Jun 25

You can check in, but you can never leave

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It strikes me that more and more brands are promising one experience but delivering a very different one. Take United Airlines. Please!

My business travel experience has gone to hell in a handbasket ever since United absorbed Continental in a recent merger of equals (to which I reply, 'Ha!' There never has been, nor will there ever be a merger of equals). And, to pour salt in the wound, United is running a multi-million advertising campaign touting such achievements as the industry's newest fleet of aircraft, the most destinations of any domestic airline and, yes, Virginia, a solid on-time performance record. Choke me with a spoon!

In the past few weeks alone, I've suffered back-to-back, three hours delays flying to, and from, Manchester, NH, from Newark Airport, a nifty four-hour delay from Logan and yesterday's cancellation of a flight caused by what a Manchester gate agent described as, 'Weather, or a mechanical problem. It's Newark Airport, so we never really know.'

The world-weary United agent then asked if I'd be willing to fly on another airline to LaGuardia. 'Sure,' I responded. She checked the screen, shook her head and snapped, 'Nope. That flight's already over its weight limit.'

Then, my United experience morphed into an act from the theatre of the absurd. 'I'm going to try and get you to Boston!' the gate agent declared. I was stunned. 'But, I don't want to go to Boston,' I replied. 'I'm not going to risk changing planes with your airline's shoddy record.' She then clapped her hands together and said, 'Well, chop chop. Make up your mind. What do you want to do?' She demanded. I canceled my flight, rented a car and drove six hours to get home.

All of this wouldn't matter if United wasn't bombarding me with ads and airport posters containing such, feel-good headlines as:

– 'It's time to fly!

– 'Life is a journey. Travel it well.'

United is a Janus-faced organization, talking out of both sides of its mouth (or cockpit, if you prefer).

If I were prostituting myself by writing completely false copy about a godawful airline, I'd riff on the classic Eagles tune, Hotel California. With United…..

'You can check in, but you can never leave.'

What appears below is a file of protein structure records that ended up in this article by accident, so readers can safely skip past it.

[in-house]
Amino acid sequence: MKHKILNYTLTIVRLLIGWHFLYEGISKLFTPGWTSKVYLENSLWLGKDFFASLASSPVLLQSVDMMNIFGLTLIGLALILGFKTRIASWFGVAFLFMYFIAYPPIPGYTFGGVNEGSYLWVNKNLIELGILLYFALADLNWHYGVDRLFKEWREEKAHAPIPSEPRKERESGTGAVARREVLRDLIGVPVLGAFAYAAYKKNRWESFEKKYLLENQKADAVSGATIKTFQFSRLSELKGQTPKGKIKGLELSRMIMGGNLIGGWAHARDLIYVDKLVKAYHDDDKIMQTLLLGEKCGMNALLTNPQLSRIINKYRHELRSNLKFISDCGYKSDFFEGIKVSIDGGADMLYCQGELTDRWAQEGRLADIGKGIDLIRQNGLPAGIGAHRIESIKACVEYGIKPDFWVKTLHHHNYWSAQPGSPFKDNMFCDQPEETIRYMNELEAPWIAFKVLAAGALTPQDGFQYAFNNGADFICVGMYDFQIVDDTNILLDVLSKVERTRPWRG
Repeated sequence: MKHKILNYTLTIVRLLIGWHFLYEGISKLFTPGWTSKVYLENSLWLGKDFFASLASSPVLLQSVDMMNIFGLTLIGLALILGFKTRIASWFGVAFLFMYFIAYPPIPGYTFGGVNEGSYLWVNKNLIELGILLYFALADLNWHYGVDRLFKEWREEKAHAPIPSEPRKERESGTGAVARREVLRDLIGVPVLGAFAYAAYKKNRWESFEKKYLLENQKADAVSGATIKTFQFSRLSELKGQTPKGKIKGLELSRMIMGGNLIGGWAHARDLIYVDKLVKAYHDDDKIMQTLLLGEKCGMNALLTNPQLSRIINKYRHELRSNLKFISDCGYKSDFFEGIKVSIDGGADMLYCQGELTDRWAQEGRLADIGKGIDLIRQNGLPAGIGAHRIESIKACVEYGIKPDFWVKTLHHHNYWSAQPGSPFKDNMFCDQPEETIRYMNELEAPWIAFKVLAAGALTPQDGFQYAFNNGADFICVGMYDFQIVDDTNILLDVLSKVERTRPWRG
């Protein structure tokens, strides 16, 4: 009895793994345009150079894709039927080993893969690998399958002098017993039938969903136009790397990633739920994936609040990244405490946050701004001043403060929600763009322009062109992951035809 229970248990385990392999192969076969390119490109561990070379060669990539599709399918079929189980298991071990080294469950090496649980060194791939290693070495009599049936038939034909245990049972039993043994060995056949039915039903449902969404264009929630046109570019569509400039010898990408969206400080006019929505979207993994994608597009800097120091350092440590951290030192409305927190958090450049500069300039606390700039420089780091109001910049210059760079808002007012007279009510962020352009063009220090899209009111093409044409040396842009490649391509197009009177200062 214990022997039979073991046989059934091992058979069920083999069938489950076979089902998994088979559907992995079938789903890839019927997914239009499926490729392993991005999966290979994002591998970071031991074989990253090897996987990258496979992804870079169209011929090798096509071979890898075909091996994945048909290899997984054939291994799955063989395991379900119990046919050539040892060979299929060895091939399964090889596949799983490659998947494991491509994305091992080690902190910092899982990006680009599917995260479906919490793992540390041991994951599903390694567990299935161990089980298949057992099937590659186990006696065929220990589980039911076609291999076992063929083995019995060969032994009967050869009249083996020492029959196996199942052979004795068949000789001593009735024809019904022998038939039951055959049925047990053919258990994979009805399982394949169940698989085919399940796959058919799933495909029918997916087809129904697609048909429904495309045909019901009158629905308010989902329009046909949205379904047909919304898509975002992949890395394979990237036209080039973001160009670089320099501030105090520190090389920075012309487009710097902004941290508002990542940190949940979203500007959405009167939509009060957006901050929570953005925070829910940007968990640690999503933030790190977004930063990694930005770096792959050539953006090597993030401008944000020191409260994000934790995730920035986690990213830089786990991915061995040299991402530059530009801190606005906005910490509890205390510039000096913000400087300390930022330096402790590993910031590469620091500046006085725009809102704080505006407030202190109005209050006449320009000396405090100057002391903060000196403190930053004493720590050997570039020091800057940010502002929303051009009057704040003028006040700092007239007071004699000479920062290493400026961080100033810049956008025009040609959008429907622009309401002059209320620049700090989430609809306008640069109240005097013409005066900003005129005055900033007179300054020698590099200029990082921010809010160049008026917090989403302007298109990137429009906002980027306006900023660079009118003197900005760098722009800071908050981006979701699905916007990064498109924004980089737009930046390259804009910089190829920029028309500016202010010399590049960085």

May 06

Be slow to promise, but quick to deliver

I wouldn’t be writing this blog if the Continental Airlines pilot and flight attendants hadn’t waxed poeticPlane_2
about our arriving 30 minutes earlier than expected.

First, the pilot told us the good news. Then, the flight attendants chimed in as well. ‘Cool,’ I thought, ‘That doesn’t happen very often.’

And, as it turns out it didn’t happen this time either. Oh, we arrived 30 minutes early. But, then the captain announced the following, ‘Ah, ladies and gentlemen, the good news is we did indeed arrive 30 minutes early. Unfortunately, though, there are no gates available. So, we’ll have to sit and wait.’

Thirty minutes later and we’re still sitting.

One of the best pieces of image and reputation advice I’ve ever heard came from a ‘grey beard’ at Hill and Knowlton many years ago. He told me to wait before responding to an urgent client request of one sort or another. He told me to think through my response and said, ‘…be slow to promise, but quick to deliver.’ It was great advice.

Although I’m sure they couldn’t care less, the Continental Airlines crew should learn a lesson from today’s miscommunication. By mismanaging customer expectations, they now have a cabin full of restless, unhappy passengers.

Oh, and, guess what? We still haven’t budged.

Jul 20

Where does security end and image & reputation begin?

I detest business travel. There simply is no upside to it. In addition to the hassles, delays and indifferent service, there’s also the reality of substantially increased security.

With the latter, there’s a very fine line that exists between safety and sheer stupidity. Two recent cases in point illustrate the conundrum:

The first was recounted in a recent Joe Sharkey/New York Times column. It detailed a horrific story concerning a young mom and child traveling on a Continental Express flight. According to Sharkey, the traveler’s baby kept gurgling, ‘Bye-bye plane’ over and over as it taxied to the runway. This admonition upset the flight attendant so much that she insisted the mother ‘…..shut the kid up’ and feed it ‘…..Benadryl to knock it out.’ The mother refused, so the flight attendant told the captain she’d been threatened by the mom. Bye-bye mom. She and the kid were tossed off the plane.

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